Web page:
A Pair of Terrific Hikes
Virgin Falls and Rocky Top (Thunderhead Mtn.), 5,527 ft.
Virgin Falls – Virgin Falls Trail, 9.0 miles
Rocky Top – Lead Cove Trail, Bote Mt. Trail &
Appalachian Trail, 12.0 miles
December 29, 2015 & January 10, 2015
January 23, 2015
Virgin Falls after several days of rain
A snowy path to the summit of Rock Top
Thunderhead Mountain – Rocky Top – is a series of peaks in the ridge of the Smoky Mountains, along the Appalachian Trail, dividing Tennessee and North Carolina. This is a beautiful part of the world, and a part of the Smoky Mountains that is a quiet and lovely alternative to the raucous Gatlinburg area just to the northeast. After enduring Gatlinburg traffic and crowds for 8 hikes on Mt. LeConte last year, we decided to head a little farther south, and try Rocky Top, the eponymous mountain for one of the official state songs of Tennessee.
Despite an adverse weather forecast, Martha and I decided that it was worth a trip over from Nashville, and a night at the Dancing Bear Lodge prior to heading up – weather permitting. The day started out with wind, hail and rain – a bit inauspicious for a 12 mile, 3,500-foot vertical day. Fortunately, the mountain Gods favored our efforts, the rain and wind backed off, and we headed up around 8:00 – just after a weak sunrise here in the western edge of the Eastern Time Zone. The parking area is right on the road to Cades Cove, and was totally deserted when we arrived – but filled up over the course of the day despite the weather.
The mountain has been called Thunderhead – for its notoriously inclement weather – since the early 1800s, when Mr. Spence and his family cleared the land on the top of the ridge for grazing. Given the name and the forecast, I was a little concerned, but figured that we’d go until either we were too wet and miserable or we summited.
We chose the Lead Cove Trail to cut off a couple of miles from the normal route which starts up the Anthony Creek Trail. Like most of the trails here in the Smoky Mountains, the trail is smooth, even and a wonderful alternative to climbing the rock falls and terminal moraines in the White Mountains of NH. In this part of the country you climb through a band of rhododendrons between 3,000 and 4,500 feet – simply beautiful under any circumstances, but spectacular with a dusting of snow.
Rhododendrons on the Bote Mountain Trail
Rocky Top is a pile of Precambrian sandstone – which erodes easily and actually feels soft underfoot. This area never had any glaciation, which would have leveled this delightful pile of very soft rock. The trail runs right up the ridge, and a stream had cut through the soft sandstone right along the trail.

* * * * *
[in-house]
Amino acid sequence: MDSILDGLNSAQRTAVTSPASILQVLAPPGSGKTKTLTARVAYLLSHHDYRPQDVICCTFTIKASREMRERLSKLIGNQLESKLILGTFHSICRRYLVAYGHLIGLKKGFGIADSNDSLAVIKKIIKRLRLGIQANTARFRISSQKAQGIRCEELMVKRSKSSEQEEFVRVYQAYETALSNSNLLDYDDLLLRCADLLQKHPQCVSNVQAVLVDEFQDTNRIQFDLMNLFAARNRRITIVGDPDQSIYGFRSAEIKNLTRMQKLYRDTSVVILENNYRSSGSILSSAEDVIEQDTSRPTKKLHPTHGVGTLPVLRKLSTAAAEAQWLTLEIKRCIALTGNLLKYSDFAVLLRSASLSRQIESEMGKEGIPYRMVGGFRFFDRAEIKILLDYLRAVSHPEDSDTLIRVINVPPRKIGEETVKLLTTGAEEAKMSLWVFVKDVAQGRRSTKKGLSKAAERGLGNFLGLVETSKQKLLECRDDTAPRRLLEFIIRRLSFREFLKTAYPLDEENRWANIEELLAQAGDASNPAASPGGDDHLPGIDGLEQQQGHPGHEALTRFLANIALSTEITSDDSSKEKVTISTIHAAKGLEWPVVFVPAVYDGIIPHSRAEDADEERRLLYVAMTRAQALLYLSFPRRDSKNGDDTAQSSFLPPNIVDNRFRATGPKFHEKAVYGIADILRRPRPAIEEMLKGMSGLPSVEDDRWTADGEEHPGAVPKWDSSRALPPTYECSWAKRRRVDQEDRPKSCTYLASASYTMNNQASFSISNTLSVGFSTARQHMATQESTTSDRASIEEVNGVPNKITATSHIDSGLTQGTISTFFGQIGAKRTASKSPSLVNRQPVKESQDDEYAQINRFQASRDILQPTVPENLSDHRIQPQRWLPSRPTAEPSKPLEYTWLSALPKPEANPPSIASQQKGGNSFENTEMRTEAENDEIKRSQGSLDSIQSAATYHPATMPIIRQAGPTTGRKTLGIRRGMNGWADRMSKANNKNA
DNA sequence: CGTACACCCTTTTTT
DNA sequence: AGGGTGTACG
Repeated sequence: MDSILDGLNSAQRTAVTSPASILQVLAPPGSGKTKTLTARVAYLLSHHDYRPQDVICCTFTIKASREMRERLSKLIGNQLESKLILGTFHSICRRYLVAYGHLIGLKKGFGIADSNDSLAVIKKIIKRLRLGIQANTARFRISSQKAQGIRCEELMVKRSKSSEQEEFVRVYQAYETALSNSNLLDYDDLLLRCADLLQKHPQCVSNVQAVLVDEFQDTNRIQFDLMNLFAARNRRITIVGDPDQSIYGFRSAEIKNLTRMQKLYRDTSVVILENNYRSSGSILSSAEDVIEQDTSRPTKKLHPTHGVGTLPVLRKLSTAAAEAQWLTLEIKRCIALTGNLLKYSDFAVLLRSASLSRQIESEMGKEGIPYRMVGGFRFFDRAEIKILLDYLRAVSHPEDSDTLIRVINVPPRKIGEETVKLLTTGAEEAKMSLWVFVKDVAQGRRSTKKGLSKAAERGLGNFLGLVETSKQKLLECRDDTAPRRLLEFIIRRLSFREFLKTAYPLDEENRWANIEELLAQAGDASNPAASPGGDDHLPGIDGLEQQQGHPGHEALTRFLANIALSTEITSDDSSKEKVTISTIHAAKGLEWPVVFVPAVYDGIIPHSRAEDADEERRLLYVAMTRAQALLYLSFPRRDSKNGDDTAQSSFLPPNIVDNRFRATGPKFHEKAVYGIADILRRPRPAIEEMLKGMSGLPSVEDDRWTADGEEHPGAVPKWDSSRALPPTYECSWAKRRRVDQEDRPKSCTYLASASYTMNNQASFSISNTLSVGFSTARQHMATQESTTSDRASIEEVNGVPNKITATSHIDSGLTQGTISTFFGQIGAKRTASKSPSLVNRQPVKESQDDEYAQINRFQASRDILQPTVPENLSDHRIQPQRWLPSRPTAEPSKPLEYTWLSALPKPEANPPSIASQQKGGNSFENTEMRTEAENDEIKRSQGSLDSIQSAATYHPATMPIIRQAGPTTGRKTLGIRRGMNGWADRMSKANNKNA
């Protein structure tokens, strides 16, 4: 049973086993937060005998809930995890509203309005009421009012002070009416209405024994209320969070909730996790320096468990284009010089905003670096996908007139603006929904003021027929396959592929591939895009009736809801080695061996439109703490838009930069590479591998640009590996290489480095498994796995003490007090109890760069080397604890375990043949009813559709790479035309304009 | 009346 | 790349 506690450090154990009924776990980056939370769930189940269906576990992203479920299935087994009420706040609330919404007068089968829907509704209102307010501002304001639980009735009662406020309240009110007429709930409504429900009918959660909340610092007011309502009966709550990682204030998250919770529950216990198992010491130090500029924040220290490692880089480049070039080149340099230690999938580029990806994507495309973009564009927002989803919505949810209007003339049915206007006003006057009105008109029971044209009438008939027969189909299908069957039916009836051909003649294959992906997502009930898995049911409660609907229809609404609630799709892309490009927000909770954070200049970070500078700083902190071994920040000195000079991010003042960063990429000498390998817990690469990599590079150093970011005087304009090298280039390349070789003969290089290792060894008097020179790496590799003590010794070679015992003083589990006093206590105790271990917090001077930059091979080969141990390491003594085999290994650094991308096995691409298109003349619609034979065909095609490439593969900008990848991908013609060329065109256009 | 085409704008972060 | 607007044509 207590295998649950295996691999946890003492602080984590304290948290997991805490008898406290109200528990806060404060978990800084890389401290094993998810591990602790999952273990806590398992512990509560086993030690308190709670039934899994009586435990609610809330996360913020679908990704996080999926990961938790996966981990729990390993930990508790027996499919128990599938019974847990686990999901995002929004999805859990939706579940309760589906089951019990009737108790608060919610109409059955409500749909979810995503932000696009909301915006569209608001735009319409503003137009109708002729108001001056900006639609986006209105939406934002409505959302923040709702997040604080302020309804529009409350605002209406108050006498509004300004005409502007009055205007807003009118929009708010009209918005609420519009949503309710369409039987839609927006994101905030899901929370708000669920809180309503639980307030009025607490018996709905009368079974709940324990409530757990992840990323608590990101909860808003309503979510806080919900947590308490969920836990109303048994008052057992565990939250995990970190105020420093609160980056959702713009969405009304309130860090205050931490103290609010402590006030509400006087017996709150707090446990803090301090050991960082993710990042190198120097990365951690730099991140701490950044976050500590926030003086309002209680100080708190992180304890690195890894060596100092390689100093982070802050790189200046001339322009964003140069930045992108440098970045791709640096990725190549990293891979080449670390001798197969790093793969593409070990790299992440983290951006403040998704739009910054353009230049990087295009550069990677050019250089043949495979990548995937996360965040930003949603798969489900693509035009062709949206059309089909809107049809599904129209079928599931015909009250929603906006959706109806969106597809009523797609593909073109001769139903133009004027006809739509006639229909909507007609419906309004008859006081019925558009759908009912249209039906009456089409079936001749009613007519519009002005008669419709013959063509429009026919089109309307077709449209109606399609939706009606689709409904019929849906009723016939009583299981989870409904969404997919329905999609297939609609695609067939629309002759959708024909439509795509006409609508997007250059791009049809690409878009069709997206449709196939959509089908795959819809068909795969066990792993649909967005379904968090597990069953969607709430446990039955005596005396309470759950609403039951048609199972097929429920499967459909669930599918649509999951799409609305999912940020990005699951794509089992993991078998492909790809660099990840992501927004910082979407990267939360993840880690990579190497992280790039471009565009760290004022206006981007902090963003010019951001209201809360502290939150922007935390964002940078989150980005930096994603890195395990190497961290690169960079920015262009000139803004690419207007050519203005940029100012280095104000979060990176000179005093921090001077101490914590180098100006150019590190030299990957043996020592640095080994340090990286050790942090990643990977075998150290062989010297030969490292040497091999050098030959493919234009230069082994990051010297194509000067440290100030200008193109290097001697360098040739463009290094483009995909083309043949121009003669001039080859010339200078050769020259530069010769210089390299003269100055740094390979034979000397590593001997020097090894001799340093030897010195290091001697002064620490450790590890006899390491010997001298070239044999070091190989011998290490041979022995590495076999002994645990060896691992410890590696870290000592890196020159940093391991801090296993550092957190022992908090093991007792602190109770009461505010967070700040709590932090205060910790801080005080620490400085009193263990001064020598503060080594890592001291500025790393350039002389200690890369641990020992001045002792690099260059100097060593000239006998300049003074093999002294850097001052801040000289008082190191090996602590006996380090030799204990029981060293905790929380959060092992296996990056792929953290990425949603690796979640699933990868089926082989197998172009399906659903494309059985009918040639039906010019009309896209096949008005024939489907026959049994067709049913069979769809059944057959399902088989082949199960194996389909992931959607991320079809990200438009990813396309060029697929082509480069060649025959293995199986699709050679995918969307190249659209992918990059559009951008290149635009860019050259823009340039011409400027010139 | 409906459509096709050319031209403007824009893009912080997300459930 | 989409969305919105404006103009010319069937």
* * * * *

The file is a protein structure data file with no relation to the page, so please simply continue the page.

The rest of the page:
We hit the Appalachian Trail and turned left toward the summit in a bit of fog, wind and snow. The summit path cuts right through Mr. Spence’s old meadows and runs through a couple of small groves of trees up to Rocky Top.
Martha taking a drink
Appalachian Trail in a grove of small trees
Rocky Top – not much of a view
This was a classic transition to winter coloration near the summit – green and brown below, shades of white and grey at the summit. I liked it – it felt like winter in the mountains, except no frostbite. It was about 10 degrees at the summit with a little breeze.
While at the summit, I was passed by the only other person that I saw up there – a through hiker on the Trail. He was from Indiana, taking a gap year after high school, had started in July and was only 186 miles from being done. He was charged up and grinning from ear-to-ear through a 6-month beard; almost done and looking forward to starting Ball State in the fall. I admit it – I was a little envious.
The path out was fast, and we were back in Nashville in time for an early dinner – a terrific day on a fine and comfortable hill.
Virgin Falls Hike
Big Laurel Falls
We came to the Virgin Falls Natural-Scientific State Natural Area (their nomenclature – not mine) with our friend Steve, who is a native in the area and last visited the falls while in college at Vanderbilt. In addition to Steve, the hiking team on this warm December day included daughter Emily, Martha, and our 1-year-old poodle, Penny.
Virgin Falls is part of an 1,100-acre preserve, located on the edge of the Cumberland Plateau. This area has some steep topography, and the Karst geomorphic land forms are spectacular. There are three noteworthy falls in the preserve, Virgin, Sheep Cave and Big Laurel. The largest, Virgin Falls, comes out of a cave in the side of the ravine, falls 110 feet, and then promptly goes back underground, to emerge downhill in the Caney Fork River.
The gorge that creates the falls is 900 feet deep, so the hike involves a lot of up and down. The Cumberland Plateau is topped with a hard and impervious bed of sandstone. The limestone that underlies it is much more prone to erosion, particularly chemical erosion by acidic waters. Where the water cuts through the sandstone, it erodes the soft limestone rapidly, creating steep sided gorges, caves and massive underground drainages. This is very cool country, and the scenery is spectacular.
Sheep Cave Falls
Penny, Emily, Martha & me at Virgin Falls
Penny turned out to be not much of a water dog – I had to carry her across several of the streams. Maybe she will excel at upland birds, because I’m not seeing this one as a retriever.
Virgin Falls map
The hiking is really fast in this area, and we were around the loop and out in about 4 hours. This is a great hike with easy access from Nashville, and I have to believe that it would be lovely in the summer – with the ability to cool off in the streams along the way. There is not much topography, and anyone in moderately good shape can do this and enjoy it. A word of caution – the falls are inherently dangerous for children and pets, but well worth the walk.
Stream near the top of the gorge
Adios from Virgin Falls & Rocky Top